State Dept. Official Who Discussed Hillary’s Private Server Now Says He Can’t Remember Anything About It

REUTERS/Kevin Lamarque

Chuck Ross Investigative Reporter
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The State Department official who sent the first known email acknowledging the existence of Hillary Clinton’s private email server now says he doesn’t remember how or when he first learned about the former secretary of state’s use of the device.

Stephen Mull, who served as executive secretary at the State Department during the bulk of Clinton’s tenure, offered his hazy recollections on Friday in a deposition with attorneys from Judicial Watch.

A federal judge granted the watchdog group permission to depose Mull and other current and former State Department officials concerning the creation of Clinton’s email system and about how the agency responded to Freedom of Information Act requests.

“Do you know how you learned [about Clinton’s server]?” Judicial Watch attorney Michael Bekesha asked Mull.

“I can’t recall, no,” Mulls responded.

“Do you recall when you learned that?” came the follow-up question.

“No. I can’t recall,” said Mull, who now serves as the Obama administration’s coordinator of the Iran nuclear deal implementation.

Stephen Mull, acting assistant secretary for political-military affairs U.S. Department of State, gestures during a news conference at the U.S. Embassy in Warsaw May 7, 2008. REUTERS/Kacper Pempel

Stephen Mull, acting assistant secretary for political-military affairs U.S. Department of State, gestures during a news conference at the U.S. Embassy in Warsaw May 7, 2008. REUTERS/Kacper Pempel

That line of questioning was spurred by an Aug. 30, 2011 email chain — first reported by The Daily Caller in January — which shows that Mull brought up Clinton’s server in an exchange with Clinton aides Cheryl Mills, Huma Abedin, and Monica Hanley. Patrick Kennedy, the State Department’s under secretary for management, was also on the email chain. (RELATED: Emails: Clinton Aides Resisted State Department Suggestion That Clinton Use Account)

In it, Mull thanked Mills “for alerting me to the communications issues the Secretary has been having.”

“We are working to provide the Secretary per her request a Department issued Blackberry to replace her personal unit which is malfunctioning,” wrote Mull, who noted that the personal digital assistant was malfunctioning “possibly because of [sic] her personal email server is down.”

Mull offered to provide Clinton with two BlackBerries, one of which would include “an operating State Department email account.”

At that time Clinton was using a personal BlackBerry to send and receive personal and work-related emails. She continued to do so throughout the rest of her State Department tenure.

Mull also wrote that the BlackBerry email account “would mask her identity” but “would also be subject to FOIA requests.”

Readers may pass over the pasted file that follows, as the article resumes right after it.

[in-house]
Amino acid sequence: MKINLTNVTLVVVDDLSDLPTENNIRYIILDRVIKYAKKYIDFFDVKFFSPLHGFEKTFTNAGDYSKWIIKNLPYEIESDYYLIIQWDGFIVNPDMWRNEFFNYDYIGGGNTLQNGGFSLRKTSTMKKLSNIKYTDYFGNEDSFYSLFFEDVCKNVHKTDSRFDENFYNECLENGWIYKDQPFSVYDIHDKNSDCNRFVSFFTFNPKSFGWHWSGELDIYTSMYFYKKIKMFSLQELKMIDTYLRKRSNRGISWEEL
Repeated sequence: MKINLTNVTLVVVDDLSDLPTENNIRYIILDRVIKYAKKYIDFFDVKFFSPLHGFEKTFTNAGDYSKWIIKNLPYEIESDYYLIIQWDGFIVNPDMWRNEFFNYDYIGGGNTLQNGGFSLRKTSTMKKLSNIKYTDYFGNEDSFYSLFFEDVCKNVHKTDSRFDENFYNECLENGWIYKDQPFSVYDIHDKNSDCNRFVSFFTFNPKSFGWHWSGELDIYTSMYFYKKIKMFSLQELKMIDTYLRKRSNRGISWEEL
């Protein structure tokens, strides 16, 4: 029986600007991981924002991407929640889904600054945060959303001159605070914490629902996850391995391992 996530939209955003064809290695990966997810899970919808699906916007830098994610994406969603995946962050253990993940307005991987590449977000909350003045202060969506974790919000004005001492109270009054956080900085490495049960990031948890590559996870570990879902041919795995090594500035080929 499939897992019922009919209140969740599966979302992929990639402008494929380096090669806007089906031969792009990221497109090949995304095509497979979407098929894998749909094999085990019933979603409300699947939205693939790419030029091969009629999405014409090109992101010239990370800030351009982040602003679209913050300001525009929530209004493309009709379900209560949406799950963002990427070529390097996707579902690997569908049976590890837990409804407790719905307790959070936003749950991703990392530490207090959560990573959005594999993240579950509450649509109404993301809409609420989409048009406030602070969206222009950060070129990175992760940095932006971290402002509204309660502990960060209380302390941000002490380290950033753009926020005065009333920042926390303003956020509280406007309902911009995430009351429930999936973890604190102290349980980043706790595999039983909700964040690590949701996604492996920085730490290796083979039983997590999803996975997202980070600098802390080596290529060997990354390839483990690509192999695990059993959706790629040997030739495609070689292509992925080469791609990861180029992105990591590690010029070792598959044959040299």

Abedin responded to Mull’s suggestion, writing “Let’s discuss the state blackberry, doesn’t make a whole lot of sense.”

Mull is key to determining how, when and under what circumstances State Department officials outside of Clinton’s inner circle learned about her private email system. The agency’s inspector general released a scathing report last month noting that Clinton did not seek approval of the system. Had she attempted to do so, the agency’s bureau of diplomatic security would have rejected the request because it was not secure, the IG found.

While the IG report mentioned Mull’s email exchanges, it did not establish when he and other officials learned about the server. It has been reported elsewhere that some agency officials learned about the server at some point in 2011. The agency appears to have done nothing to shut down the operation.

In his deposition with Judicial Watch, Mull said he did not recall the Aug. 2011 email exchange. He said he was reminded of it by a report in the Washington Post. The paper reported on the email in March, a couple of months after The Daily Caller’s initial report on the emails, which were obtained through a Freedom of Information Act lawsuit.

Mull said that he found his mention in the press “interesting.” Asked why, he responded: “Well, I think whenever something appears in The Washington Post with your name on it, by its nature is interesting.”

Regarding his specific statement in the email that Clinton’s identity would be masked, Mull told Judicial Watch’s lawyers that “it would have been to ensure that it was clear that Secretary Clinton’s name would not appear on the State Department’s directory.”

Mull also said that he did not recall Abedin responding that Clinton’s use of a BlackBerry didn’t “make sense.”

He did write back, however.

“Thanks for reminding all of this very helpful context,” he told her at the time.

Mull’s deposition is the third that Judicial Watch has conducted as part of its lawsuit. The watchdog has deposed State Department official Lewis Lukens and Clinton’s chief of staff, Cheryl Mills. Bryan Pagliano, the State Department information technology specialist who set up and managed Clinton’s server, has said he will plead the Fifth in his deposition.

Judicial Watch will depose Abedin and Patrick Kennedy, the under secretary for management, at the end of the month.

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